This will inevitably lead to inability to concentrate and process information. My high school has added a free social session on Microsoft Teams for a kind of virtual break, so that the teens can interact, but of course some are still keeping their videos off (because – ‘pyjamas and bed-hair- duh!’) so they are still not receiving important social cues such as body language and tone, nuances that are so important for maturing social intercourse.
As much as educators allow for some fun and chatting in online classes, you either have lethargy and apathy from your audience or giddiness with junior school learners which is draining for an educator to control and far more difficult than when they are all in the same room:
With prep school children who are having great fun waving their virtual hands and commenting online, to the chagrin of the odd parent who happens to peer over a shoulder, it’s tricky to ensure they are focusing on the content delivery. But that’s also an elementary school child mindset. We need to let them have fun. We all learn when we are having fun. But it’s also why too much live online work can impede learning. Having said that, online etiquette has certainly improved as the weeks have passed, as we’ve navigated the remote learning space and children are co-operating with correct online decorum.
With high school learners’ videos and mics off (to save data) who knows whether the blighters have gone back to bed even?! It’s tough enough getting signs of life out of teenagers on a Monday morning at the best of times, but now a question such as ‘’You all with me?’ which in class is easy to observe, even if all the responses you get are adolescent grunts, is really hard for a teacher to measure when faced with a blank video wall of cute profile pics.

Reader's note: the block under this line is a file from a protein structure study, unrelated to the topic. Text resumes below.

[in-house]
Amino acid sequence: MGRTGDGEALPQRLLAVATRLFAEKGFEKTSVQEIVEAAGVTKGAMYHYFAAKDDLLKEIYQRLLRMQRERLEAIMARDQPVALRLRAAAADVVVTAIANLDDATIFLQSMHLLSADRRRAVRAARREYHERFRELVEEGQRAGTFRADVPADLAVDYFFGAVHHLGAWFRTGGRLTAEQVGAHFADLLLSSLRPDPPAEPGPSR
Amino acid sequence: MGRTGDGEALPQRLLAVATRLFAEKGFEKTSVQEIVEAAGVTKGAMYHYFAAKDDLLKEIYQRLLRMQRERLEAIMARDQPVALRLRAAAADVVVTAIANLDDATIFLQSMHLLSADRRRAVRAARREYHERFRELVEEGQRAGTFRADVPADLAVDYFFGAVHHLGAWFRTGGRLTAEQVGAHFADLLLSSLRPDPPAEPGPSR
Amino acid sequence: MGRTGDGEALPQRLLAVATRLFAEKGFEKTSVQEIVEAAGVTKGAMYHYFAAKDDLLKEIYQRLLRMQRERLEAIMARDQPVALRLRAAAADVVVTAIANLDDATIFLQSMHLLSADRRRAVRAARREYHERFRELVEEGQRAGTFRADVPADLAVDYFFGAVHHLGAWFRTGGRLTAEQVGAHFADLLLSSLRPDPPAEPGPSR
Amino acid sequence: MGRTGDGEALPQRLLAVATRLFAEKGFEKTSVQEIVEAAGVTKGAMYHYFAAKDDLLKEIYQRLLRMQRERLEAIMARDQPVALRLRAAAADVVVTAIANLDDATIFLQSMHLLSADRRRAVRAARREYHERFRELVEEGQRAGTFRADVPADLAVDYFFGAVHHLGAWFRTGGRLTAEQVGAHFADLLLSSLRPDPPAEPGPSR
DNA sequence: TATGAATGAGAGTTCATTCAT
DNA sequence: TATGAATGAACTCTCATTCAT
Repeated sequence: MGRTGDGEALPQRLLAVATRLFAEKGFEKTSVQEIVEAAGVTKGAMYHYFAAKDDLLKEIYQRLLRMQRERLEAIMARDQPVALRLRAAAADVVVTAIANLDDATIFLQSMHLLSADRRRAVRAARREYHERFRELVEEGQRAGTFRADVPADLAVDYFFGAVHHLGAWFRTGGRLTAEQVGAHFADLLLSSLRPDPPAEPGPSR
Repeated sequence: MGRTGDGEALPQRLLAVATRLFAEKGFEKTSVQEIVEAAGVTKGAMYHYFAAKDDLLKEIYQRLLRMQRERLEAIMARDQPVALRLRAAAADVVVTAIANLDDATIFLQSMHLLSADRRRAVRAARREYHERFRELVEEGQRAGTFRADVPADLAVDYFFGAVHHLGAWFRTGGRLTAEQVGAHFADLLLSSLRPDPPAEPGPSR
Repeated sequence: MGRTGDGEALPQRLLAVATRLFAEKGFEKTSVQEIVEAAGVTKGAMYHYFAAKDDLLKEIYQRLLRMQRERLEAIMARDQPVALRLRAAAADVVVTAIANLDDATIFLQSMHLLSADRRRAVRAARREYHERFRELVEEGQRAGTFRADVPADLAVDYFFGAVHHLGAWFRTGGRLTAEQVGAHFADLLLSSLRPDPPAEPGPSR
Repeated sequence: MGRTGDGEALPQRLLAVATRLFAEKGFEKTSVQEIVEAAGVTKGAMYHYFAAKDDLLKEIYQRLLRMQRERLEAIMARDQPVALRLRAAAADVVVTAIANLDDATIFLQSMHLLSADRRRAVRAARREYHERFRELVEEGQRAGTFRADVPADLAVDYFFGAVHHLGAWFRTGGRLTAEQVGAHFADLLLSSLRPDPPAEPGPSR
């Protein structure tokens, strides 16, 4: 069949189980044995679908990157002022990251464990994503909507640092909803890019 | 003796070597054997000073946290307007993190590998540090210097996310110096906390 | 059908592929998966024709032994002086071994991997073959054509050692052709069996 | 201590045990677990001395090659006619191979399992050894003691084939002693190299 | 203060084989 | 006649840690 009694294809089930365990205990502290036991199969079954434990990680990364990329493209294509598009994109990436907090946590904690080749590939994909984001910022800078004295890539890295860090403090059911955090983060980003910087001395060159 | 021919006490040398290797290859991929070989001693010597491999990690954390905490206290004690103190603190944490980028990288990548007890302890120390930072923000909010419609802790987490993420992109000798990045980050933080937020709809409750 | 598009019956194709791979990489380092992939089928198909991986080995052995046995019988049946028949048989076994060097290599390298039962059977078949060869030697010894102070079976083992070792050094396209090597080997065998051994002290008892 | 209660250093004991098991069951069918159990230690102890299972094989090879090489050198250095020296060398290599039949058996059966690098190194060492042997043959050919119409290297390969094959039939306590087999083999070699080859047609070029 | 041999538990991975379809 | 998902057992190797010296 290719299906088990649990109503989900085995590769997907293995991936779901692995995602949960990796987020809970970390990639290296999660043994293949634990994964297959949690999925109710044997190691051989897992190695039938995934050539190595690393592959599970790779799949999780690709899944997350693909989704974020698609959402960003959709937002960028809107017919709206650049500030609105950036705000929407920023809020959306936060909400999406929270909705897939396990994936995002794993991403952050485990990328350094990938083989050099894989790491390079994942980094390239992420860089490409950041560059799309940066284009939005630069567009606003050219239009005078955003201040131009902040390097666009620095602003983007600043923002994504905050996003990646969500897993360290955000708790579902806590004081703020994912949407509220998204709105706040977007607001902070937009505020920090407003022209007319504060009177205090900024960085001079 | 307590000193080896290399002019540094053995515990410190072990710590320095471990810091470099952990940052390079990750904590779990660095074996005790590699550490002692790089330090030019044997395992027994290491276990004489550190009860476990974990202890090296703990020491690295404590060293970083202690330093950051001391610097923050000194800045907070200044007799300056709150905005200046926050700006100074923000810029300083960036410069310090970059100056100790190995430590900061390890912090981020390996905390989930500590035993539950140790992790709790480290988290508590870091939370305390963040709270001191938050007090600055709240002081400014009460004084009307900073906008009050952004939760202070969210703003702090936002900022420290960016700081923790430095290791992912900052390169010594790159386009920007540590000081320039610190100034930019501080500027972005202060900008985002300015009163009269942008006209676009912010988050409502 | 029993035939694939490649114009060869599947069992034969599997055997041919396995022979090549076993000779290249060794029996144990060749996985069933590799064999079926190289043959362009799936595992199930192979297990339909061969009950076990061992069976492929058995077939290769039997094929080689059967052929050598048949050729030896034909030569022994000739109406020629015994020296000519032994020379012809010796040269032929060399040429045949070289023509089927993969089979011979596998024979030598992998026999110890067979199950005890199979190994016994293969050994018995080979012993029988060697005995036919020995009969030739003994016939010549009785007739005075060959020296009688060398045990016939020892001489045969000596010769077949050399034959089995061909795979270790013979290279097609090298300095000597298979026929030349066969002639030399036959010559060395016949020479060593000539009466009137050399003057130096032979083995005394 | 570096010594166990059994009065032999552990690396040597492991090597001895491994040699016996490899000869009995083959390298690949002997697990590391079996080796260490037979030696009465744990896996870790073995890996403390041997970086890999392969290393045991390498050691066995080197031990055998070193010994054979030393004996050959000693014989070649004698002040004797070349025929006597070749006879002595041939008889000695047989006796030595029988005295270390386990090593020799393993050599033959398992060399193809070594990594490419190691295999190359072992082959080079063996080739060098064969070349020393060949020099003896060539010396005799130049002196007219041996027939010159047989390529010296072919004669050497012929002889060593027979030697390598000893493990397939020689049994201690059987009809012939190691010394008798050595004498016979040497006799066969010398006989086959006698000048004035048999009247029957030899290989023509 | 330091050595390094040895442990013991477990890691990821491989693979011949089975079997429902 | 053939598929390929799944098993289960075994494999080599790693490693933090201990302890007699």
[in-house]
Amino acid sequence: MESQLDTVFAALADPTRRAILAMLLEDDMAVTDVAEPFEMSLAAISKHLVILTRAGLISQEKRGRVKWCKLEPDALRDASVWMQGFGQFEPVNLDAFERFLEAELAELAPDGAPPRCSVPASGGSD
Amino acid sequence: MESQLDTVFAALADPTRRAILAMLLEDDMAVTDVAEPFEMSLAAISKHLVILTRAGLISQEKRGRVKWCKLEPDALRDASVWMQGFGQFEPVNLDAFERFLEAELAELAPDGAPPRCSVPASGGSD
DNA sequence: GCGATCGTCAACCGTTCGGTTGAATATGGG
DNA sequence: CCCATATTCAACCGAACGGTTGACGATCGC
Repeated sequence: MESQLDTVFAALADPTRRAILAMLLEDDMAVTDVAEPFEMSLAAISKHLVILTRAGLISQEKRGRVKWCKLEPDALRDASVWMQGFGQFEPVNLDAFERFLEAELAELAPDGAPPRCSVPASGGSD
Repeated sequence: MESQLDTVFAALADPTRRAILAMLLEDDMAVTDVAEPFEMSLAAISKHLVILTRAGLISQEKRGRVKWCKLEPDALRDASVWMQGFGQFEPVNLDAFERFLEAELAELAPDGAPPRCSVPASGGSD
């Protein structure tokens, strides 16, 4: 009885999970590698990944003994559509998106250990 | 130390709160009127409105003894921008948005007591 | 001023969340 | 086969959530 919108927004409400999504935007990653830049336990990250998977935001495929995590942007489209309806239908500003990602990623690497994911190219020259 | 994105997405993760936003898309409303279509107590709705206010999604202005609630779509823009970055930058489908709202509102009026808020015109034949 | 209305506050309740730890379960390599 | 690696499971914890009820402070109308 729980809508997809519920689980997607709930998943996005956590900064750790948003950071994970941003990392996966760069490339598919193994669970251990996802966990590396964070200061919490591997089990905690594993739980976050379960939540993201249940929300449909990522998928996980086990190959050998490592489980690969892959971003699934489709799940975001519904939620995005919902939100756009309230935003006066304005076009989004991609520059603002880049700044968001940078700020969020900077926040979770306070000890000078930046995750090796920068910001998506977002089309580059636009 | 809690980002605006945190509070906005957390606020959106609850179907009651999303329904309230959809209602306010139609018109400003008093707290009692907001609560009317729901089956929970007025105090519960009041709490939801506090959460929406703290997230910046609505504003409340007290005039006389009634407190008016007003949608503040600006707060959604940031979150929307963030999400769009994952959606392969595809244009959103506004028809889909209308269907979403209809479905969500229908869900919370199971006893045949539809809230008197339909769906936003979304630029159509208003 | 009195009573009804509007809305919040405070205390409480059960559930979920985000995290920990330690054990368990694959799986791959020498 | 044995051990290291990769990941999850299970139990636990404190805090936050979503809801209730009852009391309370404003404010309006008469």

The moment when a teacher does this sort of informal class benchmarking, is when some of the best learning happens – when an individual ‘fesses up to not having a clue; there is some laughter and everyone refocuses and learns after additional assistance. There is a clinical nature to online ‘live’ teaching that cannot replace the human relationship element so vital for teaching. After all, we teach children, not subjects. School teaching is not lecturing. We need group work and personal interactions to bring lessons to life. So, it’s not just the peer relationships that are being missed out on, it’s the mentor-learner ones too. I salute teachers who have abandoned their human form and overnight out-transformed Optimus Prime, and who are still ensuring that they nurture their relationships with their charges despite the challenges they face. (Can we clap at about 23:00 for them, when they finish their workday?)
Even the second-year university student in my house, who is a true introvert, is missing the subtle social interactions that happen mid-lecture, which aid learning and build the kind of connectivity that can never come from MTN or Vodacom.
So, as much as I know that we can continue with remote learning for as long as it takes (well at least at my privileged school we can) I look forward to the day we can teach flesh and blood human children, not their screen avatars.
In the meantime, parents, I beg you: send them outside to play and exercise, but if they cannot see other youngsters in the flesh, be a little more lenient with screen time. Facetime and Zoom calls are better than nothing. It may be the only social interaction they are getting.
And tell them we miss them.
Or just show them this:
Perhaps we should give in. Who needs great rhetoric or literature. Move over Cicero and Demosthenes. Sit down Marlowe and Plath. We’ve gone back to hieroglyphics:
I just hope we don’t go back to this:
At least there’s one for me (the specs are Versace):